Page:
Giving uridine and/or docosahexaenoic acid orally to rat dams during gestation and nursing increases synaptic elements in brains of weanling pups


Cansev M. , Marzloff G., Sakamoto T., Ulus I. H. , Wurtman R. J.

Developmental Neuroscience, vol.31, no.3, pp.181-192, 2009 (Journal Indexed in SCI Expanded) identifier identifier identifier

  • Publication Type: Article / Article
  • Volume: 31 Issue: 3
  • Publication Date: 2009
  • Doi Number: 10.1159/000193394
  • Title of Journal : Developmental Neuroscience
  • Page Numbers: pp.181-192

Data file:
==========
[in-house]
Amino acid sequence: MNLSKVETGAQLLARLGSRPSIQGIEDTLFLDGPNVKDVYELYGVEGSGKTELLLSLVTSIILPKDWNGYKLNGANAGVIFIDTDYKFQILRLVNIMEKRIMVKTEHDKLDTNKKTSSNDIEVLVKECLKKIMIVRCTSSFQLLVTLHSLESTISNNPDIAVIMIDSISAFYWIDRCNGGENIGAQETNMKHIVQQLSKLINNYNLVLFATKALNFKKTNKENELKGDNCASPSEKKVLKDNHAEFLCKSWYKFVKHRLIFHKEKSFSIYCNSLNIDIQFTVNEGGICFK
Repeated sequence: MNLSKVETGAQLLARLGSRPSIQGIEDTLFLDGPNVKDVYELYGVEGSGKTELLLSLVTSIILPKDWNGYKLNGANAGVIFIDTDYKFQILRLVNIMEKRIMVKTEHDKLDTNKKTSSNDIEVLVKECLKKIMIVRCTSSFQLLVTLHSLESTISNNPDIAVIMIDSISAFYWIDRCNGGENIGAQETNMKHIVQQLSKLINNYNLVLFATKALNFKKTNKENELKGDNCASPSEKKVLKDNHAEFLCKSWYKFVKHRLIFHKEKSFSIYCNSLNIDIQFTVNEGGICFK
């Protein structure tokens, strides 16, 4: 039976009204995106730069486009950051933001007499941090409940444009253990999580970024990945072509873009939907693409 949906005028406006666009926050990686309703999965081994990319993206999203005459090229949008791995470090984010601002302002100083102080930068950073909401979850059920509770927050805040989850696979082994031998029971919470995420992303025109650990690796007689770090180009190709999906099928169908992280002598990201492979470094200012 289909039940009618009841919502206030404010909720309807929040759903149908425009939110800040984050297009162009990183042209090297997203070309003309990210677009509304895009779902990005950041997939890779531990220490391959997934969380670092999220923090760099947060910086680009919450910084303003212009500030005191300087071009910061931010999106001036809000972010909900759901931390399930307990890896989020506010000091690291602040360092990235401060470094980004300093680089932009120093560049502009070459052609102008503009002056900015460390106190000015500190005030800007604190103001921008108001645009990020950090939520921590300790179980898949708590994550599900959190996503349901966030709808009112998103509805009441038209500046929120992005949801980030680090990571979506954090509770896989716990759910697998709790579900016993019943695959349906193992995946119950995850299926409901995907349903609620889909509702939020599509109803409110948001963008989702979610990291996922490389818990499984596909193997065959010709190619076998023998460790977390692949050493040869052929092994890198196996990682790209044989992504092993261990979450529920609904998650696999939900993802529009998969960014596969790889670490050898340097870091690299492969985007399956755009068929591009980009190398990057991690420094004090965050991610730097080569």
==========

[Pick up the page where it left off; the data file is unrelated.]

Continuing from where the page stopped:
Abstract

Developing neurons synthesize substantial quantities of membrane phospholipids in producing new synapses. We investigated the effects of maternal uridine (as uridine-5′-monophosphate) and docosahexaenoic acid supplementation on pups' brain phospholipids, synaptic proteins and dendritic spine densities. Dams consumed neither, 1 or both compounds for 10 days before parturition and 20 days while nursing. By day 21, brains of weanlings receiving both exhibited significant increases in membrane phosphatides, various pre- and postsynaptic proteins (synapsin-1, mGluR1, PSD-95), and in hippocampal dendritic spine densities. Administering these phosphatide precursors to lactating mothers or infants could be useful for treating developmental disorders characterized by deficient synapses. Copyright © 2009 S. Karger AG, Basel.